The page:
Holter ECG T-shirt made of carbon nanotubes
Instead of electrodes attached to the body all day, the patient wears an elastic shirt. Scientists from the Silesian University of Technology have created clothing for long-term Holter ECG heart examination. The key innovation is the synthesis of ultra-long carbon nanotubes and their integration with the polymer.
The invention is already in the clinical trials phase, says the research team leader Professor Sławomir Boncel from the Faculty of Chemistry of the Silesian University of Technology.
He says: ‘The basis of our solution is a multi-functional material. It was created from the synthesis of ultra-long carbon nanotubes with specific morphological and geometric parameters, which allowed to obtain a material that conducts electricity very well. Then the material is transformed into a conductive paste that can be printed on clothing and thus integrated with the polymer and textile.’
According to Professor Boncel, similar solutions are already available in the world, but they use conventional metals, with copper or aluminium parts being the most common conductive elements built into clothing.
In this case, the basis are the aforementioned ultra-long multi-walled carbon nanotubes, i.e. cylindrical macromolecules, consisting, at the atomic level, of seamlessly rolled graphene 'sheets' embedded in a 'tube-in-tube' system. 'They reach a length of up to several millimetres, with a diameter of several dozen nanometers, and resemble the structure of coaxial honeycombs rolled into rolls of increasing diameter,’ the chemist says.
A T-shirt with a nanotextile coating made of carbon nanotubes registers a biometric signal, for example the heart rate. 'The T-shirt was created for long-term Holter electrocardiography (ECG). The measurements are sent remotely to an application that the doctor or the patient may use', explains Professor Boncel.
The T-shirt is comfortable for the user, unlike the inconvenient, standard way of conducting this 24-hour test (patients have electrodes attached to their chests for 24 hours to monitor their heart rate and walk around with a device that collects these data).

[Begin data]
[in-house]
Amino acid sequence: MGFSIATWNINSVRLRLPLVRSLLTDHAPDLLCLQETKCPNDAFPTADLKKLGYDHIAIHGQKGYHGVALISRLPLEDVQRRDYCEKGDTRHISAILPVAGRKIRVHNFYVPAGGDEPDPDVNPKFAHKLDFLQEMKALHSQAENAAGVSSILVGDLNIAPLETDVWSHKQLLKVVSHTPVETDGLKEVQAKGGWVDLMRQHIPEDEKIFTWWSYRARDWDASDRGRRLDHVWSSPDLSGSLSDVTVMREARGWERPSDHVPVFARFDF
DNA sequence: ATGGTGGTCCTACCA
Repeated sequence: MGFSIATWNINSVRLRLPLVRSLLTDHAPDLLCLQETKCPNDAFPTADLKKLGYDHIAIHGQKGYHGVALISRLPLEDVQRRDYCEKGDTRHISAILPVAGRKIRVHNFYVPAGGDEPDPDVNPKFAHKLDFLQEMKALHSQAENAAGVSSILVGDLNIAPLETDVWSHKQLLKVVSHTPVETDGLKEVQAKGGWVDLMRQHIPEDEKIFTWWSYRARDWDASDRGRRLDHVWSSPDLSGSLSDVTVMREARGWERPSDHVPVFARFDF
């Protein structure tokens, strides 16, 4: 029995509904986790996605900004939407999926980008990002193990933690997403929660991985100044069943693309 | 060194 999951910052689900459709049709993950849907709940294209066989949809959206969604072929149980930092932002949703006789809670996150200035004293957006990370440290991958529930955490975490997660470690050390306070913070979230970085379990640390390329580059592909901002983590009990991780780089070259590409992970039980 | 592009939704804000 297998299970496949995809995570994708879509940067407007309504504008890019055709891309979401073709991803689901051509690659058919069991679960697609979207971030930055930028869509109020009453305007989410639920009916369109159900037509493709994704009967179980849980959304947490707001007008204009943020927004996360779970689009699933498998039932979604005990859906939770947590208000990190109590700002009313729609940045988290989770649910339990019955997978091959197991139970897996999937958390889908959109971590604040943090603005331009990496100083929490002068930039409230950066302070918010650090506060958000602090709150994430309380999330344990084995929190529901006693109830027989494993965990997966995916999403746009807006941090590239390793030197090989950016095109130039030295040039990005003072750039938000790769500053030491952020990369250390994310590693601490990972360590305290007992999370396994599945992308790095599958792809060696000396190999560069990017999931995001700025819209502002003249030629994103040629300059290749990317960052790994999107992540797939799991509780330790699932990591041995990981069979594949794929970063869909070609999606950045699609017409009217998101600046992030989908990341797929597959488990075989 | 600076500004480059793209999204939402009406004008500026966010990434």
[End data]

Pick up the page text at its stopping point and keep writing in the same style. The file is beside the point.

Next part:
The shirt is intended to be used by patients who need more frequent Holter examinations for health reasons. Interestingly, the T-shirt can be used many times, even after washing. 'It does not lose its conductive properties after washing, and the signal is not significantly degraded,’ Boncel says.
According to the scientist, the cost of producing such a T-shirt should not be more than 15-20 percent higher than that of a standard polyester or polyamide- that is the cost of the conductive material.
So far, several such T-shirts have been made. After preliminary tests conducted by scientists from the Silesian University of Technology, they are now in the clinical trials conducted at the Upper Silesian Medical Centre.
However, the recycling of such T-shirts remains a challenge. Professor Boncel says: ’It is a polymer shirt with conductive elements added, which unfortunately prevents us from directly recycling it. But remember that 1/3 of deaths in the world are caused by cardiovascular diseases, and electrocardiography is the least invasive diagnostic method. Therefore, I am convinced that thanks to the cooperation of chemical technologists and textile technologists, we will finally solve this problem.
'Clinical trials have recently started. The first tests were positive, and we are making various necessary adjustments as needed. If everything goes according to plan, we expect the conclusion in no more than two years.’
In the future, his team wants to check the possibility of using this type of clothing also for cardiotocography (CTG), i.e. ECG of the foetus.
PAP - Science in Poland, Agnieszka Kliks-Pudlik
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